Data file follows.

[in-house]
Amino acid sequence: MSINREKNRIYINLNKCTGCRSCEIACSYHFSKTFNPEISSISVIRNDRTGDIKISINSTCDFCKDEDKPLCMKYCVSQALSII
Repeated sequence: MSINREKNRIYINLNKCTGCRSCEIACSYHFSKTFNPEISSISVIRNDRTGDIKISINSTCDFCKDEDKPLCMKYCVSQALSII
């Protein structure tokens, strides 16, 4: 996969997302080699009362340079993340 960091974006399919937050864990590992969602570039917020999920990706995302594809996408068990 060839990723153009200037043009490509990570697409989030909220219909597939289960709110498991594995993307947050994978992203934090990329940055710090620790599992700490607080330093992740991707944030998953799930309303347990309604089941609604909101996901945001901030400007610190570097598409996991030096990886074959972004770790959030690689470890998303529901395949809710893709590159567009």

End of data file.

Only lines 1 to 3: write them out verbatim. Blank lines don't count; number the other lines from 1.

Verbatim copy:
[in-house]
Amino acid sequence: MSINREKNRIYINLNKCTGCRSCEIACSYHFSKTFNPEISSISVIRNDRTGDIKISINSTCDFCKDEDKPLCMKYCVSQALSII
Repeated sequence: MSINREKNRIYINLNKCTGCRSCEIACSYHFSKTFNPEISSISVIRNDRTGDIKISINSTCDFCKDEDKPLCMKYCVSQALSII